For many Americans, the end of May signifies the onset of summer, pools reopen, and barbecue grills are dusted off. But on the last weekend in May, Americans come together to reflect and honour the sacrifices of fallen soldiers.
Commemorated on the last Monday of May, Memorial Day is a time for our southerly neighbours to honour and salute the men and women who have died during their military service. Similar to Remembrance Day in Canada, many people visit cemeteries and memorials, and the graves of soldiers at national cemeteries are adorned with American flags.
Flags across the country are flown at half-staff from sunrise until noon only, and then raised briskly to the top until sunset to honour the fallen.
Also on Memorial Day, a national moment of remembrance takes place at 3:00 p.m. local time.
“The National Moment of Remembrance encourages all Americans to pause wherever they are at 3 p.m. local time on Memorial Day for a minute of silence to remember and honour those who have died in service to the nation. As Moment of Remembrance founder Carmella LaSpada states: ‘It’s a way we can all help put the memorial back in Memorial Day,’” states the U.S. Department of Veterans Affairs website.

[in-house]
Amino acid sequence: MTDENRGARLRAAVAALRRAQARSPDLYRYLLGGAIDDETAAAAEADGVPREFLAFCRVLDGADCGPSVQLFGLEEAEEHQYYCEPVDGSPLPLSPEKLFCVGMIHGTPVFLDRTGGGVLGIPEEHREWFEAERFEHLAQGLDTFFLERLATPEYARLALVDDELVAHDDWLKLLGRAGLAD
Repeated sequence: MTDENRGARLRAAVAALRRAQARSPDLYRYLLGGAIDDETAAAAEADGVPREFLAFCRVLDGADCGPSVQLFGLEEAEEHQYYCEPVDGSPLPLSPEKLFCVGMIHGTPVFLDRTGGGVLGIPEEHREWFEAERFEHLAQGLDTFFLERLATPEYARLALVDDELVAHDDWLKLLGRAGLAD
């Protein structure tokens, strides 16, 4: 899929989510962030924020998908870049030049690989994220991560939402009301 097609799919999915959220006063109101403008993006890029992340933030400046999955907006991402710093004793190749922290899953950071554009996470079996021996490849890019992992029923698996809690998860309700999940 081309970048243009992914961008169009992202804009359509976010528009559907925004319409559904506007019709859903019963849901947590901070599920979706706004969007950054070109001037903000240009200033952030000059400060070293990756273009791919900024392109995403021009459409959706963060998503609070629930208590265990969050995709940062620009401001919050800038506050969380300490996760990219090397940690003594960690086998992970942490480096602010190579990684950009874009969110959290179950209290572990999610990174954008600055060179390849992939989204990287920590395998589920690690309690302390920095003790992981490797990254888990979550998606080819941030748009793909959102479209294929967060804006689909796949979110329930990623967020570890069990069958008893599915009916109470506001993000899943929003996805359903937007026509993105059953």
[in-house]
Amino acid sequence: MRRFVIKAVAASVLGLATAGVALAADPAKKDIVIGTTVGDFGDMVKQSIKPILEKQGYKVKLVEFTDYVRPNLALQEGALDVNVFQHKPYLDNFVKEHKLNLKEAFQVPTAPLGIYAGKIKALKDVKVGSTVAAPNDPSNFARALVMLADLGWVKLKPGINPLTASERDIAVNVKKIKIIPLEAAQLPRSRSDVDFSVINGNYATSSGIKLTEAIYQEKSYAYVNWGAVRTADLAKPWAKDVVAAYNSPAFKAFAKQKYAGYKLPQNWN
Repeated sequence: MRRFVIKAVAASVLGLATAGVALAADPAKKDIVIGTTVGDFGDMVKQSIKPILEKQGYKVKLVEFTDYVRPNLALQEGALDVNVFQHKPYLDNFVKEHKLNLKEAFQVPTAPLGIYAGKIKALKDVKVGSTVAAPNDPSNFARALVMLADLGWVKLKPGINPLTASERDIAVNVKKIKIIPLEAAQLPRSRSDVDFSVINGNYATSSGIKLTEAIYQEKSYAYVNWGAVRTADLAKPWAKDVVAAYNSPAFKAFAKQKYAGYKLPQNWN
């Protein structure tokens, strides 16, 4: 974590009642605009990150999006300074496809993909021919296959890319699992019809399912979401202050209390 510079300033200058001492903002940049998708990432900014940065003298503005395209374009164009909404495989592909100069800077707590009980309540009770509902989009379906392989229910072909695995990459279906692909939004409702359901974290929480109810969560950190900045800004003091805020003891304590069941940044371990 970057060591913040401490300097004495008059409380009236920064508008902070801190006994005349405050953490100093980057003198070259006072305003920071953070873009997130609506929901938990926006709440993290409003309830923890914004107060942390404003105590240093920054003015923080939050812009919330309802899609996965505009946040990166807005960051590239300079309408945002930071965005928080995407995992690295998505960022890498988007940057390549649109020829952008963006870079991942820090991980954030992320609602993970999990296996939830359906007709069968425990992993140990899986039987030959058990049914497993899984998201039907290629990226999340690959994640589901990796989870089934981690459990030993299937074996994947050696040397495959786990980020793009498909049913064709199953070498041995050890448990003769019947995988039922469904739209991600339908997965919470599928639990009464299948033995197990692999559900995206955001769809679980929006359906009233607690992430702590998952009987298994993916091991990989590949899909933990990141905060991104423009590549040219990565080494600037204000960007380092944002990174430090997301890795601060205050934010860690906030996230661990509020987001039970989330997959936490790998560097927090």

The history of Memorial Day can be traced back to just after the Civil War when, on May 5, 1868, the Grand Army of Republic, a union organization of veterans, established Decoration Day as a day to decorate the graves of the war dead. Decoration Day was declared on May 30.
That year a large observance was held at the Arlington National Cemetery in Washington D.C.
“The ceremonies centred around the mourning-draped veranda of the Arlington mansion, once the home of Gen. Robert E. Lee. Various Washington officials, including Gen. and Mrs. Ulysses S. Grant, presided over the ceremonies. After speeches, children from the Soldiers’ and Sailors’ Orphan Home and members of the GAR made their way through the cemetery, strewing flowers on both Union and Confederate graves, reciting prayers and singing hymns,” stated the U.S. Department of Veterans Affairs website.
In December 2000, a moment of silence was added to Memorial Day by the U.S. Congress and signed into law by the president. “The National Moment of Remembrance Act” was instated to “encourage the people of the United States to give something back to their country, which provides them so much freedom and opportunity.”